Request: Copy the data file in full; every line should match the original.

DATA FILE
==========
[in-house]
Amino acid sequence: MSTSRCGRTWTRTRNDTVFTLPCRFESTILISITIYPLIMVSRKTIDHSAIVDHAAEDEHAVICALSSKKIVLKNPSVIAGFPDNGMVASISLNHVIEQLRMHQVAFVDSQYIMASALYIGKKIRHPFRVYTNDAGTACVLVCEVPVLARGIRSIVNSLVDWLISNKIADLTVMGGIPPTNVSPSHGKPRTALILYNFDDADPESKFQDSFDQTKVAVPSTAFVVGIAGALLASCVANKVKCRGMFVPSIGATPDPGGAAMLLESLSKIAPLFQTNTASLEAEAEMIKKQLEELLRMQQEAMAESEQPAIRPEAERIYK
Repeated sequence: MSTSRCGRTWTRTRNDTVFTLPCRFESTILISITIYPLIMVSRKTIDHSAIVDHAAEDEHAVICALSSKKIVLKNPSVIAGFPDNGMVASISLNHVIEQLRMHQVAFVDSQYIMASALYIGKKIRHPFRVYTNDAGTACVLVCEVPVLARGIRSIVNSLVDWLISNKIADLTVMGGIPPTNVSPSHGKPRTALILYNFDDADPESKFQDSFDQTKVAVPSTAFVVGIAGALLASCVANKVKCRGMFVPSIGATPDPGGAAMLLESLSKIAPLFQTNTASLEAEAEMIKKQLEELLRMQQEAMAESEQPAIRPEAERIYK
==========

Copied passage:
[in-house]
Amino acid sequence: MSTSRCGRTWTRTRNDTVFTLPCRFESTILISITIYPLIMVSRKTIDHSAIVDHAAEDEHAVICALSSKKIVLKNPSVIAGFPDNGMVASISLNHVIEQLRMHQVAFVDSQYIMASALYIGKKIRHPFRVYTNDAGTACVLVCEVPVLARGIRSIVNSLVDWLISNKIADLTVMGGIPPTNVSPSHGKPRTALILYNFDDADPESKFQDSFDQTKVAVPSTAFVVGIAGALLASCVANKVKCRGMFVPSIGATPDPGGAAMLLESLSKIAPLFQTNTASLEAEAEMIKKQLEELLRMQQEAMAESEQPAIRPEAERIYK
Repeated sequence: MSTSRCGRTWTRTRNDTVFTLPCRFESTILISITIYPLIMVSRKTIDHSAIVDHAAEDEHAVICALSSKKIVLKNPSVIAGFPDNGMVASISLNHVIEQLRMHQVAFVDSQYIMASALYIGKKIRHPFRVYTNDAGTACVLVCEVPVLARGIRSIVNSLVDWLISNKIADLTVMGGIPPTNVSPSHGKPRTALILYNFDDADPESKFQDSFDQTKVAVPSTAFVVGIAGALLASCVANKVKCRGMFVPSIGATPDPGGAAMLLESLSKIAPLFQTNTASLEAEAEMIKKQLEELLRMQQEAMAESEQPAIRPEAERIYK